Is there an ideal form for education? Can it be, as Hegel did, put to one side while we discuss the vessels that carry it into the sensual realm? Are we capable of agreeing on that before we start ranking the characteristics that we can come up with?
I think it’s going to be an interesting year while we discuss it!

Beauty from the ages


Captured from Pompeii. The elusive moment of thought before writing.

In focusing on beauty, I spoke about moving away from authority and I then, rather swiftly, mentioned a lot of importantly famous dead people who had said a lot of (what could be interpreted as) portentous things. Wait – am I making an argument to authority to support me as an authority? Let me explain and, at the same time, discuss why I can refer to some aspects of an ancient writer, while neatly skirting some of (usually) his less progressive ideas.

When we look in details at the writings on Quintilian, he is so heavily focused in his time that the thought of a tutor who wasn’t male is incomprehensible. Marcus Aurelius is very, forgive me, old-fashioned in some of his thinking on a number of issues. For both of these authors, progressive and visionary thinking is interspersed with older ideas. How do I separate one from another, especially where we are trying to step away from the sheer weight of authority?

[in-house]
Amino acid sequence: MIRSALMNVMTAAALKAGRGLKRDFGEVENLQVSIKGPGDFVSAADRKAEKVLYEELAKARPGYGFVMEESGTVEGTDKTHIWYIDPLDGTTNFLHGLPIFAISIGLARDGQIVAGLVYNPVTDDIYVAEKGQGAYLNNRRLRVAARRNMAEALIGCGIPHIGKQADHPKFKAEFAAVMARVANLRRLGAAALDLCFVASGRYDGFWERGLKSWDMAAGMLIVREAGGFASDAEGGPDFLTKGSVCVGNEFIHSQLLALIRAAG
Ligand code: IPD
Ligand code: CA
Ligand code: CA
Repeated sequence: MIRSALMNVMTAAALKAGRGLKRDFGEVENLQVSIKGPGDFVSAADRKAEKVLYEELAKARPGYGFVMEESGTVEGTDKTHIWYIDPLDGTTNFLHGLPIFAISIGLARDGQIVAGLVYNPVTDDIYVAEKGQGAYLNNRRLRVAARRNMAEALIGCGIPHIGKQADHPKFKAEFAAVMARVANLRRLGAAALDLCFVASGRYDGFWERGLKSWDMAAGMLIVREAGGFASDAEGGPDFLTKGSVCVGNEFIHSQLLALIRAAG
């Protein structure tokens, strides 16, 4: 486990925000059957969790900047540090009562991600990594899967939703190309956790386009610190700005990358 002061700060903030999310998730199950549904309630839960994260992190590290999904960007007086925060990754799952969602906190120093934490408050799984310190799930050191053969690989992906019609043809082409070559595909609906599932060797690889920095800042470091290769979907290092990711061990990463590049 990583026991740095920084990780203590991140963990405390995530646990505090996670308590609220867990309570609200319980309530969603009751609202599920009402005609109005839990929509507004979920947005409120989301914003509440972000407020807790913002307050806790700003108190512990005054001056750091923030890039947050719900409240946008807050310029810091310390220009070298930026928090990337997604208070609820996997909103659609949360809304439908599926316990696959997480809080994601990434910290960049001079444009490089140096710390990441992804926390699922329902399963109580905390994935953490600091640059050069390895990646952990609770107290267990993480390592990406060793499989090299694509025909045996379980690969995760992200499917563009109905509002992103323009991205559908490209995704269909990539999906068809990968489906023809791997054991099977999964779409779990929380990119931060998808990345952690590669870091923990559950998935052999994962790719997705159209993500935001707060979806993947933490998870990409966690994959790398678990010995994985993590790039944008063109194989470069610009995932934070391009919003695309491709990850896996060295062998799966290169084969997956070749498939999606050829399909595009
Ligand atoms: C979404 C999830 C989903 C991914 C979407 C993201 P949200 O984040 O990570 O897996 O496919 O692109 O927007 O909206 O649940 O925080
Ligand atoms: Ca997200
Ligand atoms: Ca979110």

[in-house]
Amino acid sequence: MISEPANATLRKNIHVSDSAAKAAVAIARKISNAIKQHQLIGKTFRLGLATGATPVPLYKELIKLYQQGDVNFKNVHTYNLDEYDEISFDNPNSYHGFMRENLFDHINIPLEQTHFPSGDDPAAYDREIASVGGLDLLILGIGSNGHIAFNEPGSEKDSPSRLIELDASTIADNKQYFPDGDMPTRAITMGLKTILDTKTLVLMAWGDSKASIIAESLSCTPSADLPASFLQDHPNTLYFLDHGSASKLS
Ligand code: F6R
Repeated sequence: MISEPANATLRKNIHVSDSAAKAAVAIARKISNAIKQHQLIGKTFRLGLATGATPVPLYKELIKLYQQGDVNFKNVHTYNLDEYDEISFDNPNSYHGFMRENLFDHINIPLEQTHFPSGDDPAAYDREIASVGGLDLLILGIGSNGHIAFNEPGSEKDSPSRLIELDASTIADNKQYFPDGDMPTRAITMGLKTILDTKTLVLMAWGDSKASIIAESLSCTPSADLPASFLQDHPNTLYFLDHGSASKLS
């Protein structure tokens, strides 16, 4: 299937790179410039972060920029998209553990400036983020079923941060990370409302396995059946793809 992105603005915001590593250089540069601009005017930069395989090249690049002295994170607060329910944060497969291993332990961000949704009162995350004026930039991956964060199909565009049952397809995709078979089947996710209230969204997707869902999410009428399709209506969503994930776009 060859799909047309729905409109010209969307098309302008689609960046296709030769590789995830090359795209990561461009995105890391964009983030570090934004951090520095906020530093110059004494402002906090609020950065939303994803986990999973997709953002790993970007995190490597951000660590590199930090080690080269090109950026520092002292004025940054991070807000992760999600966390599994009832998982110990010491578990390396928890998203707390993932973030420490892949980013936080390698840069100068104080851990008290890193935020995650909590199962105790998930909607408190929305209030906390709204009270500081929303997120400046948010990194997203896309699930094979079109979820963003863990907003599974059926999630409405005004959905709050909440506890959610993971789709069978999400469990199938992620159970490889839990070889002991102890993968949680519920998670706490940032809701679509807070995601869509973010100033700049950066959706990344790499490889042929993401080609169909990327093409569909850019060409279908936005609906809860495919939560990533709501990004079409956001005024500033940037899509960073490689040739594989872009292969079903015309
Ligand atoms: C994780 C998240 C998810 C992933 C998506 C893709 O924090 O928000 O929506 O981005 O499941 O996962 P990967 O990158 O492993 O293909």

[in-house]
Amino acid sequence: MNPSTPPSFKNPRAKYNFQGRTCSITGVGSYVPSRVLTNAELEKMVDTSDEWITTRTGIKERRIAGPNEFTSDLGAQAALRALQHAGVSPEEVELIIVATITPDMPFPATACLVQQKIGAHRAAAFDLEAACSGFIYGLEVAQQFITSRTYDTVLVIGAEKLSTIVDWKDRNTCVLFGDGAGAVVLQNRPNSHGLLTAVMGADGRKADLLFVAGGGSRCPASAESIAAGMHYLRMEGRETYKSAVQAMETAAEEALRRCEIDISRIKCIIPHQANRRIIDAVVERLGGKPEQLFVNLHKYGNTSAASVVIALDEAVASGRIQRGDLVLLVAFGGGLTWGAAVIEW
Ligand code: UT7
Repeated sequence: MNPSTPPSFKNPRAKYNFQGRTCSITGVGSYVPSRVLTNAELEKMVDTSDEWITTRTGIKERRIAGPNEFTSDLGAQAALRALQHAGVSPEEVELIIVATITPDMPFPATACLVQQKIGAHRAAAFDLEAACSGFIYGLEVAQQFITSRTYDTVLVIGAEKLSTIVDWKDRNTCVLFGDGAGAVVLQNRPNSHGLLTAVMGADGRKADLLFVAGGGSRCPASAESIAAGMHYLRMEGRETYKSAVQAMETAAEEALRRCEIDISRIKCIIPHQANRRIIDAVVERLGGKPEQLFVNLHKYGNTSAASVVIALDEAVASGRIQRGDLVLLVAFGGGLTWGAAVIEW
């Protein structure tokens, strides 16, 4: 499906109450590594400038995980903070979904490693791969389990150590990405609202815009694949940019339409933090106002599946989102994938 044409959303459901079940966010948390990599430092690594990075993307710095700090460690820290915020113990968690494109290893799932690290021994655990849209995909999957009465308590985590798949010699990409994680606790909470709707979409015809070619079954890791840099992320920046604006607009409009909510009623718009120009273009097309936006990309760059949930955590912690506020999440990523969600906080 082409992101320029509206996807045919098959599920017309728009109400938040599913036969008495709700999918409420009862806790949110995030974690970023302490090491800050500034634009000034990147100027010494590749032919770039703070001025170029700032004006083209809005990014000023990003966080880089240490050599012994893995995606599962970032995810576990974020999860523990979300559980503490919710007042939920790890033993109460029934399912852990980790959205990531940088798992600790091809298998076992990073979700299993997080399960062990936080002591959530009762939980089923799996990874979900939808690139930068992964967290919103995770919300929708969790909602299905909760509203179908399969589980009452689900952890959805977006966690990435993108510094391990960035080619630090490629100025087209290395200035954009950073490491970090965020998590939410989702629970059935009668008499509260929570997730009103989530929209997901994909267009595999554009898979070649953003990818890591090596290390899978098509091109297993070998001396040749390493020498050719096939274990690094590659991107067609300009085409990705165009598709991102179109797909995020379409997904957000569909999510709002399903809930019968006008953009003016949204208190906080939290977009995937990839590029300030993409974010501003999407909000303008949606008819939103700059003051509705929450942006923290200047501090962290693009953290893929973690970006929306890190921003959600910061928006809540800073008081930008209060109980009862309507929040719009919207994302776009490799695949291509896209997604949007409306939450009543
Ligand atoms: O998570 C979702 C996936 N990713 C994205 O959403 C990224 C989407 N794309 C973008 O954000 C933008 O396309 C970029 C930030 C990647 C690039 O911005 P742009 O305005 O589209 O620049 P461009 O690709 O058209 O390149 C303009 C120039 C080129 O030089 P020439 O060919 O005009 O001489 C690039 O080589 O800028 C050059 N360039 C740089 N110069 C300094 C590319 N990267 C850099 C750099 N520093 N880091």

The issue, for me, is what do we keep seeing in the literature over the years. What I am trying to point out are those sentiments that are repeated as things we could fix in education, whatever the context or experience of the writer. When we see the same problem repeated over time, we can start to believe that there is a problem that has not yet been addressed. Or, even, one that has not been perceived to have been fixed.

We don’t have to step back to the time before universal suffrage to agree with Quintillian on the potential of people. We can see this theme repeated: Rousseau, Hegel, Dewey and so on. This is a significant change of perspective. Instead of listening to one opinion, we listen for echoes and repetition where it indicates ongoing problems.

Much as we attach more weight to events that reach statistical validity through repetition and predictability, we can move beyond the sayings of famous people and identify the similarities of the saying.

By thinking this way, and by looking across thousands of years of human thought, we can consistently extract important lessons from the ages while winnowing out the temporally contextual chaff that we have left behind. We can identify aesthetics. We can seek beauty.